Children all develop at their own rates and in their own time. Piaget, who is a renowned philosopher, believed that children are born with innate tendencies to acquire cognition and that to do so they go through four phases:
1. The Sensorimotor Stage – Children in this phase learn about the world around them through their senses, basic reflexes and motor (physical) responses.
2. The Preoperational Stage – Children begin to think in a more symbolic manner and will be able to use words and pictures to represent their thoughts and ideas.
3. The Concreate Operational Stage – Children begin to think more logically and are more organised in their thoughts. They will also become more reasonable and less egocentric.
4. The Formal Operational Stage – Children begin to be more abstract in their thoughts and can hypothesis answers, outcomes and be logical with their responses.
Piaget believed that you couldn’t speed up cognitive development and that children needed to reach each of these stages organically and that to rush children through stages of cognitive development might mean they miss learning important skills.
Many still believe this element of his theory today and that even the art of measuring cognitive development is floored because of how difficult cognition is to measure.
Here at My First Five Years, we believe children all develop at their own pace and supporting children through play to master individual skills is more effective than focusing on speeding up areas of development.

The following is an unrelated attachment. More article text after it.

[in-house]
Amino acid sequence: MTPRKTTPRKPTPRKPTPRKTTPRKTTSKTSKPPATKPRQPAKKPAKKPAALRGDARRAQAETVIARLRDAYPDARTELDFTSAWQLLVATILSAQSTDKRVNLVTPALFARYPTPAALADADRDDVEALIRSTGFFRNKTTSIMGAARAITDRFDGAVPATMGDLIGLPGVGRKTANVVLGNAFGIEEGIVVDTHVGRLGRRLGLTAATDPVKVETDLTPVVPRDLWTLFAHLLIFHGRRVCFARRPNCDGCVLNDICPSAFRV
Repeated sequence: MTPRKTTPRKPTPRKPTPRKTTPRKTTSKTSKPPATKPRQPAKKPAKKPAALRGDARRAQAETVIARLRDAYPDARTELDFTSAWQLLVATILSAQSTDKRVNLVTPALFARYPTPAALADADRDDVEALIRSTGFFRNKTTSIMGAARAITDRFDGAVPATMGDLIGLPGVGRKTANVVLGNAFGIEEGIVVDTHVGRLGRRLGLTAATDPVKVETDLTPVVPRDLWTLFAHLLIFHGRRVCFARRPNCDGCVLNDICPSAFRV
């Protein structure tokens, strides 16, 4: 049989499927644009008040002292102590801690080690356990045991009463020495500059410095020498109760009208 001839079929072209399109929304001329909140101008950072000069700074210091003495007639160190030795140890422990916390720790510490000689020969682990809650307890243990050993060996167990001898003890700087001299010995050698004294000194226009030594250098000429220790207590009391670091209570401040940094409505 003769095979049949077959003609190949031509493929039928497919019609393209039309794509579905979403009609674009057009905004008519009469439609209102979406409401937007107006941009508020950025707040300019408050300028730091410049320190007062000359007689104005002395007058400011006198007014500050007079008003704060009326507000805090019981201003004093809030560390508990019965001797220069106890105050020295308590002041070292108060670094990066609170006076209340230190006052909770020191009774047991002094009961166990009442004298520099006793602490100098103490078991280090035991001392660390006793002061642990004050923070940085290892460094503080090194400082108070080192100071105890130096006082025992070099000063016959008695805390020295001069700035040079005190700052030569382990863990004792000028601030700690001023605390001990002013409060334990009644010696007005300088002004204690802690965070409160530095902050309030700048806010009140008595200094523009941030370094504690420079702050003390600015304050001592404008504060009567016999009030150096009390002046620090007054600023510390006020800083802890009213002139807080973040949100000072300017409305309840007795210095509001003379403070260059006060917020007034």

It is believed that children think and learn in the same way that adults do, however they don’t have the same experiences.
Recent studies of the brain have found that learning requires the integration of different areas of the brain and therefore children need to draw on lots of different experiences in order to make sense of situations and retain information as learnt.
As we’ve already explored, cognitive development is heavily influenced by our environment and learnt experiences. The way in which we learn about behaviour also comes from these learnt experiences with behaviour simply being a physical response to what is happening inside our brains. When children first experience feelings and emotions they can be uncomfortable and difficult, so it’s our job as adults to help children to understand their feelings and talk to them about appropriate ways to respond.
Children over time will then learn what their feelings mean and by watching and observing how to respond to these feelings, they will learn how to regulate their emotions.